Writing should be simple – pen, paper, write (or screen, keyboard, write). But like pretty much everything in life, we humans have tried to make it complicated. We’ve put up barriers that prospective writers have to vault over in order to be considered “proper” writers. And whilst I think there are some things you do need to be a writer, they’re personal traits to develop, not hurdles to over come. So here are some of the things you absolutely DON’T need to be a writer.
1) To write everyday
I’ve gone into more detail in another blog post about the pros and cons of writing every day, but it’s important to state that you don’t have to do so to be a writer. Yes obviously if you don’t write, nothing will be written. But there are plenty of ways you can still “write” without the physical act of doing so. Your brain can’t always be active, it also needs time to rest – and if that involves a Marvel film marathon on Disney+ so be it!
2) To be “traditionally” published – or published at all
We create for a myriad of reasons and one of those might be to put our creations into the public eye. These days it’s relatively easy to put your writing out there by self-publishing. Unfortunately this is often looked down on because you still haven’t broken through one of those barriers I was talking about before i.e. getting someone “in-the-know” to acknowledge your writerly worth. But there’s also no rule that says you can’t create just because you want to. Selling your writing isn’t the main reason to write. You are allowed to create solely to express yourself. And let’s face it, not all books that are published are, well, that great anyway.
3) To be perfect at spelling, grammar, punctuation etc
Some writers are experts in the nuts and bolts practicalities of the written word. And some are not. Some languages (cough English cough) are such a mishmash of conflicting rules and exceptions, it’s almost impossible to write without breaking one or two anyway. If your plot and characters are strong, you can tell your story. There are people who have skills to help spot and fix the more practical errors should you need some assistance, not to mention a bunch of software tools.
4) To write something meaningful
Not all “successful” writers write classics. Not all writers of classics are, in monetary terms, successful. It’s unusual to win at both games. Critics of anything are somewhat dismissive of popular works, even whole genres. That can put some people off writing what they want. I like to write fantasy which despite its popularity, is a bit looked down upon – but I still write it. Because you should write what you want to write. And you should also remember that people don’t want to read the same thing all the time, just like they don’t want to listen to the same music or eat the same food. Your story, whatever it is, will probably appeal to somebody else just as much as it appeals to you.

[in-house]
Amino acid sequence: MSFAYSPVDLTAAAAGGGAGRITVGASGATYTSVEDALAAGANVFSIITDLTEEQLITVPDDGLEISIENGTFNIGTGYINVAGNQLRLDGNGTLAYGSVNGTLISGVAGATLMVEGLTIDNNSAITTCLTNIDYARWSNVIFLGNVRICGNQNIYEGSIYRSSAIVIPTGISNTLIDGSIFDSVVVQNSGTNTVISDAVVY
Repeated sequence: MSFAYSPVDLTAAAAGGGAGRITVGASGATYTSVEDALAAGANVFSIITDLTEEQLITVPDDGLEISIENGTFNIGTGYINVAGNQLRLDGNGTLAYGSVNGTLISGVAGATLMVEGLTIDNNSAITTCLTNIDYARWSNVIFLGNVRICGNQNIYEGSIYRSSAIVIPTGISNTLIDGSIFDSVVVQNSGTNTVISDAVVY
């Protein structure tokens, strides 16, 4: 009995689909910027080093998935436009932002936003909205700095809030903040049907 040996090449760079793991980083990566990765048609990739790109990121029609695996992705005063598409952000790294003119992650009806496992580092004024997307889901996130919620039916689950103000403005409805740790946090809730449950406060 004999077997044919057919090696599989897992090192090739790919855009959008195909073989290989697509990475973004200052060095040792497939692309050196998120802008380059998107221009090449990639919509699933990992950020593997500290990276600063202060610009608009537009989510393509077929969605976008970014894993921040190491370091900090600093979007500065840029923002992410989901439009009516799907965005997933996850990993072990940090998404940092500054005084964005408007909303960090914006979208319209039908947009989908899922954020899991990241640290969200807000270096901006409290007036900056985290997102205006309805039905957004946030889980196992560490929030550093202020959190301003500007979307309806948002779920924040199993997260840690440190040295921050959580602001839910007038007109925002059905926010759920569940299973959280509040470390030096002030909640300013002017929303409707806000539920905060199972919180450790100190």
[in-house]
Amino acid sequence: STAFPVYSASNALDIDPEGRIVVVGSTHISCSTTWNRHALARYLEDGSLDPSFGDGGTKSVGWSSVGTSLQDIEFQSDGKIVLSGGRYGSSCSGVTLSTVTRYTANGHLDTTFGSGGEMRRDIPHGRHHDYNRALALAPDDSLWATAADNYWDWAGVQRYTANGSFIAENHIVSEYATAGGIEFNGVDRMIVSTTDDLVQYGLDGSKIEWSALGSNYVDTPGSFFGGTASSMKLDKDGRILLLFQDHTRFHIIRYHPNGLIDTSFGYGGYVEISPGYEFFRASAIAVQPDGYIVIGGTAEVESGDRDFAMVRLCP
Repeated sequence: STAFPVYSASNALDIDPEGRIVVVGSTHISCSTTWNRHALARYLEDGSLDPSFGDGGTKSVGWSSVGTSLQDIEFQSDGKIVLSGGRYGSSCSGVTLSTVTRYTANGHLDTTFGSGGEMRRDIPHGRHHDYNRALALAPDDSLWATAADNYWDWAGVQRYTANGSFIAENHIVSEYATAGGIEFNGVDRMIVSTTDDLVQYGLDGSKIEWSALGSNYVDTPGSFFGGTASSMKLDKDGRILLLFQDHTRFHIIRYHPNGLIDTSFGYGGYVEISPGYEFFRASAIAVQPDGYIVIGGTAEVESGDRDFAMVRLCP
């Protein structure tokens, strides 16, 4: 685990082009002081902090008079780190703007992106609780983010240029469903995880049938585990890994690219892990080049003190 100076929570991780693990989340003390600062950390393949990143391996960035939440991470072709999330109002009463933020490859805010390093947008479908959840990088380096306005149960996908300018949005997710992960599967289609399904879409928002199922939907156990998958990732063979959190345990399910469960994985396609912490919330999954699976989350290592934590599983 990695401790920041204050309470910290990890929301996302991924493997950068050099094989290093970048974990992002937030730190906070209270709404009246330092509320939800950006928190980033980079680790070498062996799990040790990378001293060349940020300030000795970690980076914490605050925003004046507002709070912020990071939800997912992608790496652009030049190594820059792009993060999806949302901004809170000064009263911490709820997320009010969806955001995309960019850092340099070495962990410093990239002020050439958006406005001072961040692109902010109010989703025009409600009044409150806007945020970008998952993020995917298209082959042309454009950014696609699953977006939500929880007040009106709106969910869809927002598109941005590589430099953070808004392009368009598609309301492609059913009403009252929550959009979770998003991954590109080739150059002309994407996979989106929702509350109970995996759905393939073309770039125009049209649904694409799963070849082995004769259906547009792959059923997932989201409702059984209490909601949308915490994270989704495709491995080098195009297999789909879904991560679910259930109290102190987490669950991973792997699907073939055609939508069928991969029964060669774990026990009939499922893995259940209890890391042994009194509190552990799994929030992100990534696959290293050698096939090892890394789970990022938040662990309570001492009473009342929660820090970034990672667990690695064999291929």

5) To have substantial social media presence
Depending on your point of view, social media is either a boon or a curse – or both. But it is a major part of our lives now and for those in the creative industries, it’s provided the chance to promote and sell work directly to consumers. Writers are no exception. But it’s hard to get your voice heard and the internet is relentless in it’s desire for content. But you’re not failing if you don’t have tons of followers or get thousands of likes and comments for everything you post. Even a small social media presence can be useful. In fact they can be more effective, allowing you to really connect with your audience. Just remember to keep a balance. If it gets in the way of what you love to create, step back and take time to reconnect to what means most.
6) To write full time
Very few people can write full time. It’s difficult to carve out a career as a writer, especially as a fiction writer. Competition is fierce and like most creative industries, not well paid. Plenty of traditionally published writers have day jobs. Full-time writers don’t just sell a lot of books, they usually also make money from merchandise, adaptions, speaking engagements etc. Or they have support from somewhere else. So if you don’t write full-time, you’re in the majority. It doesn’t make you any less of a writer.
So these are just a few of the things you DON’T need to be a writer. Have anything you’d like to add? Please share in the comments.